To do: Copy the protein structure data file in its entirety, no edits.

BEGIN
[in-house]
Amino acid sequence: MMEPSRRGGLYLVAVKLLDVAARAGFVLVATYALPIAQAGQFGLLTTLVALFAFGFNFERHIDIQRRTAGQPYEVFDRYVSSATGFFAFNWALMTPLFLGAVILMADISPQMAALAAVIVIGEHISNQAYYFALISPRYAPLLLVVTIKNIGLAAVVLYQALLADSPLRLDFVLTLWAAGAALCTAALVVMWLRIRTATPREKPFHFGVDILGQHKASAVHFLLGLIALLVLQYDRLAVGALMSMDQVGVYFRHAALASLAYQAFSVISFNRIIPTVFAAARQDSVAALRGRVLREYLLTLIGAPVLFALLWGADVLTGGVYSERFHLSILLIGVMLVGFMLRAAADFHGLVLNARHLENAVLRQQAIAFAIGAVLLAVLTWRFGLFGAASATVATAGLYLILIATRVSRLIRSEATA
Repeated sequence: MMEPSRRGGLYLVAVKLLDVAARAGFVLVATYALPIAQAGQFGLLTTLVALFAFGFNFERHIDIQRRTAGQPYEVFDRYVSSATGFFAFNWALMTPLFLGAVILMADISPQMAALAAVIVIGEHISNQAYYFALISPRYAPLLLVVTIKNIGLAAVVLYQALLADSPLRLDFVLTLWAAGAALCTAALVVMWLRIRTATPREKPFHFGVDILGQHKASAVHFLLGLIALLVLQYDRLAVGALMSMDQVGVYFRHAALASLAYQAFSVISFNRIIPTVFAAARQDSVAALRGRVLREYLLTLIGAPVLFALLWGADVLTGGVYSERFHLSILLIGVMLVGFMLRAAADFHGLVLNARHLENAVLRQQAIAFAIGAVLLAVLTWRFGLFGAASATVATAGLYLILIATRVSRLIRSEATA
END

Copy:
[in-house]
Amino acid sequence: MMEPSRRGGLYLVAVKLLDVAARAGFVLVATYALPIAQAGQFGLLTTLVALFAFGFNFERHIDIQRRTAGQPYEVFDRYVSSATGFFAFNWALMTPLFLGAVILMADISPQMAALAAVIVIGEHISNQAYYFALISPRYAPLLLVVTIKNIGLAAVVLYQALLADSPLRLDFVLTLWAAGAALCTAALVVMWLRIRTATPREKPFHFGVDILGQHKASAVHFLLGLIALLVLQYDRLAVGALMSMDQVGVYFRHAALASLAYQAFSVISFNRIIPTVFAAARQDSVAALRGRVLREYLLTLIGAPVLFALLWGADVLTGGVYSERFHLSILLIGVMLVGFMLRAAADFHGLVLNARHLENAVLRQQAIAFAIGAVLLAVLTWRFGLFGAASATVATAGLYLILIATRVSRLIRSEATA
Repeated sequence: MMEPSRRGGLYLVAVKLLDVAARAGFVLVATYALPIAQAGQFGLLTTLVALFAFGFNFERHIDIQRRTAGQPYEVFDRYVSSATGFFAFNWALMTPLFLGAVILMADISPQMAALAAVIVIGEHISNQAYYFALISPRYAPLLLVVTIKNIGLAAVVLYQALLADSPLRLDFVLTLWAAGAALCTAALVVMWLRIRTATPREKPFHFGVDILGQHKASAVHFLLGLIALLVLQYDRLAVGALMSMDQVGVYFRHAALASLAYQAFSVISFNRIIPTVFAAARQDSVAALRGRVLREYLLTLIGAPVLFALLWGADVLTGGVYSERFHLSILLIGVMLVGFMLRAAADFHGLVLNARHLENAVLRQQAIAFAIGAVLLAVLTWRFGLFGAASATVATAGLYLILIATRVSRLIRSEATA